The novel concept, like any reified object, is produced with an eye to export. Use and reification converge when concepts such as “technological reproducibility,” “the gaze of the other,” “bare life,” or “the distribution of the sensible” are used to develop new approaches to understanding artistic phenomena. Intellectual and citational practices of contemporary modes of art history reproduce and reconstitute old approaches by new means. Polymorphous conceptuality is institutional conservatism in reverse, and scholarly radicalism is the surest preserve of academic constancy.
In addition to this compulsion to novelty, institutionalized knowledge production must also achieve a machine-like quality. Although “success” in the precarious academic job market is subject to the basic nepotism and networking that pervades all industries, the knowledge industry at the structural level pressures its agents of production to work ever more quickly to maintain the symbolic capital of a particular institution. The acceleration of intellectual production re-temporalizes thought, reducing it to the temporal order of capitalism—that is, to the time of ceaseless expansion and accumulation by the valorization processes of capital. Knowledge production is, in other words, governed by the capitalist economy of time. Any other modes of temporalization—especially ones that are decisively slower—are enemies. The breakdown of the tenure system and corresponding intensification of competition is reflected in the radicalization of these tendencies of the knowledge industry.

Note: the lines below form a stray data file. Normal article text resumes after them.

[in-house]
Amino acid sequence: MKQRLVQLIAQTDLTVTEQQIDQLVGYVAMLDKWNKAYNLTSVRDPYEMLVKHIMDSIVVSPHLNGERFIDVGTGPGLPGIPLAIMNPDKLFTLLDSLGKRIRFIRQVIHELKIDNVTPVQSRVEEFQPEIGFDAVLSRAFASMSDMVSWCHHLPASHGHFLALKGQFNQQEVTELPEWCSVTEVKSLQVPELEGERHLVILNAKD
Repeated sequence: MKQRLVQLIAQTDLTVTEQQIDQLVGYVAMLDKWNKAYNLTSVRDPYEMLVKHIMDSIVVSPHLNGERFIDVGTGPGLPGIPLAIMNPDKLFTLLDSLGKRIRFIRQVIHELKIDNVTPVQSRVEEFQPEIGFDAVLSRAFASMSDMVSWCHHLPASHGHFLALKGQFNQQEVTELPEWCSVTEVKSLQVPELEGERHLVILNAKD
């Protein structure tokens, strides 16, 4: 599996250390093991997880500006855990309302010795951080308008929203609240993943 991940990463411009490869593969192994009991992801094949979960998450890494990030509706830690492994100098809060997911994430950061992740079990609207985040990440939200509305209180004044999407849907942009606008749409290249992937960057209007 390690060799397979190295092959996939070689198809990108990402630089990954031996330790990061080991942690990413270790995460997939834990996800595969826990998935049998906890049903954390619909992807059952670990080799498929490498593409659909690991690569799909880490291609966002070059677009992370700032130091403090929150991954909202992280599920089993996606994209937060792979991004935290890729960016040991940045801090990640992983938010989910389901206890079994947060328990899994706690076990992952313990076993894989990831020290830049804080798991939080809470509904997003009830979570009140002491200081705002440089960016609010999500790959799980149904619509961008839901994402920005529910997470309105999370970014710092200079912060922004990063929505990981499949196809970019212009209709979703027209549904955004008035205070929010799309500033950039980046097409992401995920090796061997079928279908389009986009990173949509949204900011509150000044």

Our exposition of the knowledge industry stems from the conviction that, first and foremost, academic knowledge production is not outside the endogenous dynamic of the capitalist mode of production and, more importantly, that it is marked by that social formation and its development. The problem for knowledge production is the extent to which thought critically comprehends the mediation of capitalist society. Such critical knowledge would necessitate a suspension of intellectual production since, instead of tackling a particular phenomenon, thought would have to engage the very conditions of its possibility in a specific form. For us, today, this form is that of academic knowledge production.
Hammam Aldouri teaches at Moore College of Art and Design in Philadelphia.
Scott Jenkins cleans houses in Philadelphia.